One more pandemic trumpeter I like

Yesterday, I shared some of my favorite video makers during the pandemic, but I forgot a very special one: , who did an interview with me on Trumpet Journey nearly three years ago. He has continued to produce wonderful videos during the pandemic that show what the NATURAL (without finger holes) can do.

One of my projects that I did last summer was to take virtual lessons with Julian. He helped me understand more about tone, articulation, pitch-bending and history that I hadn’t learned before. And we worked on some ricercate, some of which I recorded. Here’s the third ricercata by Fantini that I did on a “Natural Trumpet Making Workshop” trumpet that I made back in 1994. The mouthpiece has a diameter of 19.5mm, but the design is a little too late to be authentic for Fantini (it has a backbore). This video took several days to record, because of how bad I was on the larger-than-modern mouthpiece:

Let’s compare that a little bit with Julian’s playing on this documentary he made. He starts out with the twelfth ricercata of Fantini (but I encourage you to listen all the way to the end of this video, since he demonstrates amazing trumpet playing in range and control–amazing by baroque or modern standards).

He helped me pick out a new baroque trumpet–a replica of a Michael Nagel trumpet from 1657 made by Egger. Here I am again, trying out the fourth ricercata by Fantini on this instrument. I’m working on phrasing based on “articulation points” in this video, but I notice that I am a little “boring” in my phrasing. Again, this took a long time to get to this level of quality (days).

I shared this with Julian on June 10 this past year, and he responded with a quick recording made right after he heard me (basically in one take, I would imagine). Although it is on an English-style 18th-c. trumpet (that’s what he was working on at the moment), I was amazed at how easily he did this, and I think you will, too. I hope he doesn’t get angry with me posting this unlisted video!

You can see all of Julian’s listed videos if you go to his YouTube Chanel. Stay tuned for more videos of me trying out a mouthpiece a little larger–more like Julian’s. It is really difficult for me, being mostly a modern trumpeter with a Bach 1C mouthpiece (only 16.75mm rim).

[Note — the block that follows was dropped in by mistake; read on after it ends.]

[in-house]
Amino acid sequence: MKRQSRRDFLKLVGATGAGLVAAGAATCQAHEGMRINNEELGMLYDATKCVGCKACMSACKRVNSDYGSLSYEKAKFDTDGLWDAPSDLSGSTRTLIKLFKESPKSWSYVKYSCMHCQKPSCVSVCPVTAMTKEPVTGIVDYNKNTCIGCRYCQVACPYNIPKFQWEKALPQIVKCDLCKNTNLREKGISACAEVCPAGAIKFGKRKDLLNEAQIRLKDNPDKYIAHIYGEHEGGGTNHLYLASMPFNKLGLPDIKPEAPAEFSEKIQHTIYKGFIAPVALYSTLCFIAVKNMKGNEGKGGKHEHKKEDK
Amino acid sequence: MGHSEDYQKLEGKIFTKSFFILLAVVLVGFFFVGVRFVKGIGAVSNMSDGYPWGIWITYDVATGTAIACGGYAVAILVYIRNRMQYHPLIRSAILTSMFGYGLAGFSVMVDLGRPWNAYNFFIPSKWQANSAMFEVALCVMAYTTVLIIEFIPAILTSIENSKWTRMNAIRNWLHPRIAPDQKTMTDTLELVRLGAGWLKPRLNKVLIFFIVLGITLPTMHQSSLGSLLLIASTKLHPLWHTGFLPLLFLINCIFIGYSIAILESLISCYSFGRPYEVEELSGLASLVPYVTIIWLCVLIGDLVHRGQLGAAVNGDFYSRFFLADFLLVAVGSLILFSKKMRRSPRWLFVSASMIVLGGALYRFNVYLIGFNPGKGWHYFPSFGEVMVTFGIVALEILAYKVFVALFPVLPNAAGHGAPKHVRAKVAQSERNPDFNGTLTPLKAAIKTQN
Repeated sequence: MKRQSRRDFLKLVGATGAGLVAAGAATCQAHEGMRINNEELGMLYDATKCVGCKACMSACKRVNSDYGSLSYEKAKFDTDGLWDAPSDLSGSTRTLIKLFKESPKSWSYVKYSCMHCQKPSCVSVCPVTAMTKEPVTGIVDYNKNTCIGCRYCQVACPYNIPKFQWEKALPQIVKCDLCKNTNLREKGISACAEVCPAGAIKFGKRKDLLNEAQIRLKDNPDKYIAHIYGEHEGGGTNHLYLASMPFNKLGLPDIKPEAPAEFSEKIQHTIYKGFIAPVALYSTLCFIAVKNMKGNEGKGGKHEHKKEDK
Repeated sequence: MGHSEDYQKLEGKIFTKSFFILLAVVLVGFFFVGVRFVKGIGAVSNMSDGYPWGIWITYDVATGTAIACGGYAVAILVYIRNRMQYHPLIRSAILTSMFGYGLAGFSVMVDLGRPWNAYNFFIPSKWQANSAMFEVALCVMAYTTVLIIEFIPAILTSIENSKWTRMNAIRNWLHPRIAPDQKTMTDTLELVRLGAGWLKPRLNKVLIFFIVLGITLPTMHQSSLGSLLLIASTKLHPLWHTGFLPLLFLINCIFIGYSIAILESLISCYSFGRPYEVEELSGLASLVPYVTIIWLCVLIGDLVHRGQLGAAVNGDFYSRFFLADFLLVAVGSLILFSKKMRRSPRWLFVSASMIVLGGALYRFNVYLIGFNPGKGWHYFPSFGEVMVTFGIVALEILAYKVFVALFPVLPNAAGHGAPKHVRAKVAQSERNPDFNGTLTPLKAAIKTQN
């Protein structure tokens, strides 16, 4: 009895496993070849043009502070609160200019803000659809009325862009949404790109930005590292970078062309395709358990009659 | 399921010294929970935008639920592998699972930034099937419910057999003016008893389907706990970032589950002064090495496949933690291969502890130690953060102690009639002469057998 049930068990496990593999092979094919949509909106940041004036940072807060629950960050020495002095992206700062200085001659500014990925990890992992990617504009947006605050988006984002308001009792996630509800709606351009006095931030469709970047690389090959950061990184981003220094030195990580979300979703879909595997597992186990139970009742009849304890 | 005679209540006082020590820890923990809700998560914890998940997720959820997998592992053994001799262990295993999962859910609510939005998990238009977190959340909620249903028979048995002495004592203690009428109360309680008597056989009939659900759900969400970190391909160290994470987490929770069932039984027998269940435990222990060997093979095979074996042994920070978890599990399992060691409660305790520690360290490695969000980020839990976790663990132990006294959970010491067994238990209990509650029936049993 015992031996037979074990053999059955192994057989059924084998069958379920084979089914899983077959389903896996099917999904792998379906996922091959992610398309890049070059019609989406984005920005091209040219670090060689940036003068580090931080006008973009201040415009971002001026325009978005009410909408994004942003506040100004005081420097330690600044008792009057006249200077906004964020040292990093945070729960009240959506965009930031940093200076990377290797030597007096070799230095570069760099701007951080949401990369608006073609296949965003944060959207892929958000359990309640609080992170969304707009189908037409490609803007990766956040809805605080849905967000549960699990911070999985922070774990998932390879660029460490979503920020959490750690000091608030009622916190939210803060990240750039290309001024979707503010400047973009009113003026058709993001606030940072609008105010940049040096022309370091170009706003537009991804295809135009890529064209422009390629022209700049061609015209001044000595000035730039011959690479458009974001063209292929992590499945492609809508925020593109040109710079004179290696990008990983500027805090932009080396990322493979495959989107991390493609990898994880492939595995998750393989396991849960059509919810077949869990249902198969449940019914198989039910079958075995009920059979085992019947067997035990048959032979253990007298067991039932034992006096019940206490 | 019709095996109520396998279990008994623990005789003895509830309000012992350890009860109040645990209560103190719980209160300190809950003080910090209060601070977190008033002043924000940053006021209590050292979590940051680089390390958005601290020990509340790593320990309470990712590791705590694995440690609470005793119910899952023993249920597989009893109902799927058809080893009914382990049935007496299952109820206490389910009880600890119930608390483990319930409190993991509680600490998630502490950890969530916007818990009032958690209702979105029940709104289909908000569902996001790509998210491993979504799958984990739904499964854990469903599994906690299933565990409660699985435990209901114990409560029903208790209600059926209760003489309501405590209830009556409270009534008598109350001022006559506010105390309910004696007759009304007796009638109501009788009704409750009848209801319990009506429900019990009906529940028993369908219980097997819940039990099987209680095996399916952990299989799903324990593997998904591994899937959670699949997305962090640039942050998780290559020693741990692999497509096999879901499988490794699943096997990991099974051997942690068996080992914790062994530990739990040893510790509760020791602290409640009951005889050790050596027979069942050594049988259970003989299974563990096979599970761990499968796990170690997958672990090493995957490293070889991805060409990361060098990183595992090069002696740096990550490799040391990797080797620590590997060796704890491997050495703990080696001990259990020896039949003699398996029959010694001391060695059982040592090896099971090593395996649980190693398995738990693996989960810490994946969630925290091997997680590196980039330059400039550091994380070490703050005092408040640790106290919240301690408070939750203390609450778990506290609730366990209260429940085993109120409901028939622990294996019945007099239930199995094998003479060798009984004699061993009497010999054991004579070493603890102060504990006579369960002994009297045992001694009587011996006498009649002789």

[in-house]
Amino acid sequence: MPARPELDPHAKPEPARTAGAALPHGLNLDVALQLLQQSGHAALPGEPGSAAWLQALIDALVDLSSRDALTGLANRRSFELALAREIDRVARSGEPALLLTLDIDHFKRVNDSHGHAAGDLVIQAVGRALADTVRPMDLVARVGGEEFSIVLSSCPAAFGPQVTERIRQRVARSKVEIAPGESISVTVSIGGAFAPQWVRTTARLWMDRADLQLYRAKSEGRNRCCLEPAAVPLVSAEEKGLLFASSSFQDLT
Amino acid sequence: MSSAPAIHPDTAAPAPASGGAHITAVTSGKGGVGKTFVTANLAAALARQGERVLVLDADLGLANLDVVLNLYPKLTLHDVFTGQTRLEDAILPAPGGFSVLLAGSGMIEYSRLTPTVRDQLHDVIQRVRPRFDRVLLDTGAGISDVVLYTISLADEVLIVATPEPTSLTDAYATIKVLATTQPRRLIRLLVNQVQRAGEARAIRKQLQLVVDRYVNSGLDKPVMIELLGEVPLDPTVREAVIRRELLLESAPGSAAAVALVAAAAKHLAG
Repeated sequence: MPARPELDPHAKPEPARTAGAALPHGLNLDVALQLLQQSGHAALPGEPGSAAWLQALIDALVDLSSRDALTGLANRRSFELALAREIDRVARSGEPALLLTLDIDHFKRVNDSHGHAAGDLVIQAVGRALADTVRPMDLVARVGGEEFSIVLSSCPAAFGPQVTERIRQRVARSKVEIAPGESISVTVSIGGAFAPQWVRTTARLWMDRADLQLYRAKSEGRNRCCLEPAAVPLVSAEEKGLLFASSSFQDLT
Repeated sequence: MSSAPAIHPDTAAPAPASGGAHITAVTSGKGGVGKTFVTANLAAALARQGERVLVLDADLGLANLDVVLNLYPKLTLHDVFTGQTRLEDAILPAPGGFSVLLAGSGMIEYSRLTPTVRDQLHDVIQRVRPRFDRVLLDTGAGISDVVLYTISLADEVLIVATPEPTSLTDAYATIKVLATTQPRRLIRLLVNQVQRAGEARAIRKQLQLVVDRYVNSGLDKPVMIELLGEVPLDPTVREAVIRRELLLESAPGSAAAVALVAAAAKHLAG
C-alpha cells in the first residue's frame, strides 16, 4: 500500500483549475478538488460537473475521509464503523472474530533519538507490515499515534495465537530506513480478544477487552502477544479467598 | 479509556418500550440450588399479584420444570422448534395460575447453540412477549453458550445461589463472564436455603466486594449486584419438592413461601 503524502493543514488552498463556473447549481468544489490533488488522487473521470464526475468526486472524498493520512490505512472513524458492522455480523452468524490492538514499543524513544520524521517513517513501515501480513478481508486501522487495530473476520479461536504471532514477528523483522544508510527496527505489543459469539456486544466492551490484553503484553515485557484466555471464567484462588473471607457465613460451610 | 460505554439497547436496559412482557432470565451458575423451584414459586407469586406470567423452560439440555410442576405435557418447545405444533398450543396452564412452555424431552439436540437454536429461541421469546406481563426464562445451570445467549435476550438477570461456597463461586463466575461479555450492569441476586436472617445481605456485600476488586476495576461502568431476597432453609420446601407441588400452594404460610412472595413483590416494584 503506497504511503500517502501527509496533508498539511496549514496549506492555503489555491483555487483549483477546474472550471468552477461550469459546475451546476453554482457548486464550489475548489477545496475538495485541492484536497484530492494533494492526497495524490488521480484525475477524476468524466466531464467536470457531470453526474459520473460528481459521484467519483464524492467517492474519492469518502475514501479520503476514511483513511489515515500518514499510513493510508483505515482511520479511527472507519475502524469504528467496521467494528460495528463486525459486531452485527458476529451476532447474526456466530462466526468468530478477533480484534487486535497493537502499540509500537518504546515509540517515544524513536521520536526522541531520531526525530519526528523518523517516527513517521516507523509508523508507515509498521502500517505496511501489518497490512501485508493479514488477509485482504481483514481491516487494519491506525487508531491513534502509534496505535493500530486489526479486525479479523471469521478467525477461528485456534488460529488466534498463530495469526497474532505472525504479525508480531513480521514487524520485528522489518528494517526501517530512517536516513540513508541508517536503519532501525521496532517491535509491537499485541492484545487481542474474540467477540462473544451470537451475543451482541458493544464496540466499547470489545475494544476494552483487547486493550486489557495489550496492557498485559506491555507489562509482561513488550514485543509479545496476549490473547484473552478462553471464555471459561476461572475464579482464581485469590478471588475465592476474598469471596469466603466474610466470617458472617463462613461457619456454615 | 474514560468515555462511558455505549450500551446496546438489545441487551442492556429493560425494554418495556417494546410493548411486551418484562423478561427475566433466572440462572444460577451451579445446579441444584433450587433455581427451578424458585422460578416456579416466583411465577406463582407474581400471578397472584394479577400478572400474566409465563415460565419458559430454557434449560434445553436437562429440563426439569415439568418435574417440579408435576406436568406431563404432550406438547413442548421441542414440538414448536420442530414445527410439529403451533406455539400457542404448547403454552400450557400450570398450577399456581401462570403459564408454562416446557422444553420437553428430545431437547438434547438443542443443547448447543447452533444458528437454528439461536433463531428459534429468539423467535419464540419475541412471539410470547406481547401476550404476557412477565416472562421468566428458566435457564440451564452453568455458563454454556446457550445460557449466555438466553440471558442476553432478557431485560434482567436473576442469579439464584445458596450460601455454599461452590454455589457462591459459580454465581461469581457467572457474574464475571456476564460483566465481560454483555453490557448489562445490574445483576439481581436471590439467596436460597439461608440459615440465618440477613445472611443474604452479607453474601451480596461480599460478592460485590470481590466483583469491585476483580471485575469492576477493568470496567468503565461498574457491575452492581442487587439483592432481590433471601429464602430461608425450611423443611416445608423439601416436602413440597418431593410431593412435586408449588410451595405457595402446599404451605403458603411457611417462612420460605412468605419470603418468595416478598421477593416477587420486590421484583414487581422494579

Learn the Baroque Trumpet, Part 2: Learning the History

Being an early music specialist means that you are not only a performing musician, but you  are also a historian. One of your jobs is to provide a soundtrack to history. For this reason you need to brush up on your reading, so that you can address issues of social and historical context, authenticity, and develop your knowledge of repertory, types of early trumpets, and construction of early trumpets. Here are some books that provide some of this information.

1. , The Music and History of the Baroque before 1721. 2nd ed., 1988. Don Smithers applied excellent research skills and his prodigious mental capacity to give us this wonderful tome. This book addresses the guild system, the natural trumpet makers, the Italian, German, Austro-Bohemian, French and English traditions and literature. Invaluable is an inventory of musical sources for the baroque trumpet. At the time of this blog, I believe it is out of print, but you should be able to check it out of a library close to you.

2. Edward Tarr, The Trumpet, 3rd ed., 1988. An over-arching look at the history of the trumpet will help contextualize your playing.

Selection from Altenburg's "Trumpeters' and Kettledrummers' Art" about Court Trumpeters

Selection from Altenburg’s “Trumpeters’ and Kettledrummers’ Art” about Court Trumpeters

3. Johann Ernst Altenburg, Essay on an Introduction to the Heroic and Musical Trumpeters’ and Kettledrummers’ Art [1795]. Translated by Edward H. Tarr, 1974.

This book will help you really understand what a trumpeter did and was allowed to do during the 17th and 18th centuries. In addition, the second half of the book is a kind of method for performance with a fantastic ensemble piece by Altenburg inserted into the appendix.

4. Robert Barclay, The Art of the Trumpet-Maker, 1992. This book explains very clearly how these instruments were made–the materials, techniques, tools. In addition, he provides some direction in terms of philosophy and application of period trumpet playing.

Here is a nice video with some of the activities that you would do if you went to the Natural Trumpet Making Workshop, taught by Dr. Barclay. You can hear Barclay instructing the students in this short film with some representative music in the background.